Internet Shakespeare Editions

Author: William Shakespeare
Editor: David Bevington
Peer Reviewed

As You Like It (Folio 1, 1623)


Scœna Secunda.
Enter Orlando & Oliuer.
Orl. Is't possible, that on so little acquaintance you
2410should like her? that, but seeing, you should loue her?
And louing woo? and wooing, she should graunt? And
will you perseuer to enioy her?
Ol. Neither call the giddinesse of it in question; the
pouertie of her, the small acquaintance, my sodaine wo-
2415ing, nor sodaine consenting: but say with mee, I loue
Aliena: say with her, that she loues mee; consent with
both, that we may enioy each other: it shall be to your
good: for my fathers house, and all the reuennew, that
was old Sir Rowlands will I estate vpon you, and heere
2420liue and die a Shepherd.
Enter Rosalind.
Orl. You haue my consent.
Let your Wedding be to morrow: thither will I
Inuite the Duke, and all's contented followers:
2425Go you, and prepare Aliena; for looke you,
Heere comes my Rosalinde.
Ros. God saue you brother.
Ol. And you faire sister.
Ros. Oh my deere Orlando, how it greeues me to see
2430thee weare thy heart in a scarfe.
Orl. It is my arme.
Ros. I thought thy heart had beene wounded with
the clawes of a Lion.
Orl. Wounded it is, but with the eyes of a Lady.
2435Ros. Did your brother tell you how I counterfeyted
to sound, when he shew'd me your handkercher?
Orl. I, and greater wonders then that.
Ros. O, I know where you are: nay, tis true: there
was neuer any thing so sodaine, but the sight of two
2440Rammes, and Cesars Thrasonicall bragge of I came, saw,
and ouercome. For your brother, and my sister, no soo-
ner met, but they look'd: no sooner look'd, but they
lou'd; no sooner lou'd, but they sigh'd: no sooner sigh'd
but they ask'd one another the reason: no sooner knew
2445the reason, but they sought the remedie: and in these
degrees, haue they made a paire of staires to marriage,
which they will climbe incontinent, or else bee inconti-
nent before marriage; they are in the verie wrath of
loue, and they will together. Clubbes cannot part
2450them.
Orl. They shall be married to morrow : and I will
bid the Duke to the Nuptiall. But O, how bitter a thing
it is, to looke into happines through another mans eies:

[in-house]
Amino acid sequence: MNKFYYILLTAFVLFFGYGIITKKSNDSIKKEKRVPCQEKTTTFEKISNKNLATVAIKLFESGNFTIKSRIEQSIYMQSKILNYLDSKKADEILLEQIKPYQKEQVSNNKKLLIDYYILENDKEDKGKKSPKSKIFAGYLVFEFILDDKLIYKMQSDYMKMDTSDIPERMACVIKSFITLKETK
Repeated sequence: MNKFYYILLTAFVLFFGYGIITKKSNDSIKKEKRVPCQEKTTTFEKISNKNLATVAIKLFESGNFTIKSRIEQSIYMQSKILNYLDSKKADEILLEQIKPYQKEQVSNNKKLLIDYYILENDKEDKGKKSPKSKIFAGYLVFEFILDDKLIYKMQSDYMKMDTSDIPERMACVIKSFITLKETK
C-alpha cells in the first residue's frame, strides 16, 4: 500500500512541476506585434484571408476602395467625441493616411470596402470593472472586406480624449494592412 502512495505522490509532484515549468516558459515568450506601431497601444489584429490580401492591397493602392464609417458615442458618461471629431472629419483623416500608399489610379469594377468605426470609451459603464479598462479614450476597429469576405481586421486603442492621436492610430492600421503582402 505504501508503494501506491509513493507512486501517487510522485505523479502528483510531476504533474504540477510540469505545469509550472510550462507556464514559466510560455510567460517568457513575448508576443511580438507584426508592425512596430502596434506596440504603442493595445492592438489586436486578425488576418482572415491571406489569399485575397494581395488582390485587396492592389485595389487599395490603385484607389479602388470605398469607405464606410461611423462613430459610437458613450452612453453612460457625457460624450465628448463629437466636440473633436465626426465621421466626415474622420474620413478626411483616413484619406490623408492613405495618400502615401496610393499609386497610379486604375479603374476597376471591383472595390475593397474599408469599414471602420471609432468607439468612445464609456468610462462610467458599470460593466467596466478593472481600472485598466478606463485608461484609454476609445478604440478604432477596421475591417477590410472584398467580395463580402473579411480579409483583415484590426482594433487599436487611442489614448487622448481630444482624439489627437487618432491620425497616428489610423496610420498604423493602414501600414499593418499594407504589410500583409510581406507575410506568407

by so much the more shall I to morrow be at the height
2455of heart heauinesse. by how much I shal thinke my bro-
ther happie, in hauing what he wishes for.
Ros. Why then to morrow, I cannot serue your turne
for Rosalind?
Orl. I can liue no longer by thinking.
2460Ros. I will wearie you then no longer with idle tal-
king. Know of me then (for now I speake to some pur-
pose) that I know you are a Gentleman of good conceit:
I speake not this, that you should beare a good opinion
of my knowledge: insomuch (I say) I know you are: nei-
2465ther do I labor for a greater esteeme then may in some
little measure draw a beleefe from you, to do your selfe
good, and not to grace me. Beleeue then, if you please,
that I can do strange things: I haue since I was three
yeare old conuerst with a Magitian, most profound in
2470his Art, and yet not damnable. If you do loue Rosalinde
so neere the hart, as your gesture cries it out: when your
brother marries Aliena, shall you marrie her. I know in-
to what straights of Fortune she is driuen, and it is not
impossible to me, if it appeare not inconuenient to you,
2475to set her before your eyes to morrow, humane as she is,
and without any danger.
Orl. Speak'st thou in sober meanings?
Ros. By my life I do, which I tender deerly, though
I say I am a Magitian: Therefore put you in your best a-
2480ray, bid your friends: for if you will be married to mor-
row, you shall: and to Rosalind if you will.
Enter Siluius & Phebe.
Looke, here comes a Louer of mine, and a louer of hers.
Phe. Youth, you haue done me much vngentlenesse,
2485To shew the letter that I writ to you.
Ros. I care not if I haue: it is my studie
To seeme despightfull and vngentle to you:
you are there followed by a faithful shepheard,
Looke vpon him, loue him: he worships you.
2490Phe. Good shepheard, tell this youth what 'tis to loue
Sil. It is to be all made of sighes and teares,
And so am I for Phebe.
Phe. And I for Ganimed.
Orl. And I for Rosalind.
2495Ros. And I for no woman.
Sil. It is to be all made of faith and seruice,
And so am I for Phebe.
Phe. And I for Ganimed.
Orl. And I for Rosalind.
2500Ros. And I for no woman.
Sil. It is to be all made of fantasie,
All made of passion, and all made of wishes,
All adoration, dutie, and obseruance,
All humblenesse, all patience, and impatience,
2505All puritie, all triall, all obseruance:
And so am I for Phebe.
Phe. And so am I for Ganimed.
Orl. And so am I for Rosalind.
Ros. And so am I for no woman.
2510Phe. If this be so, why blame you me to loue you?
Sil. If this be so, why blame you me to loue you?
Orl. If this be so, why blame you me to loue you?
Ros. Why do you speake too, Why blame you mee
to loue you.
2515Orl. To her, that is not heere, nor doth not heare.
Ros. Pray you no more of this, 'tis like the howling
of Irish Wolues against the Moone : I will helpe you
if I can : I would loue you if I could : To morrow meet
me altogether : I wil marrie you, if euer I marrie Wo-
2520man, and Ile be married to morrow : I will satisfie you,
if euer I satisfi'd man, and you shall bee married to mor-
row. I wil content you, if what pleases you contents
you, and you shal be married to morrow : As you loue
Rosalind meet, as you loue Phebe meet, and as I loue no
2525woman, Ile meet : so fare you wel: I haue left you com-
mands.
Sil. Ile not faile, if I liue.
Phe. Nor I.
Orl. Nor I.
Exeunt.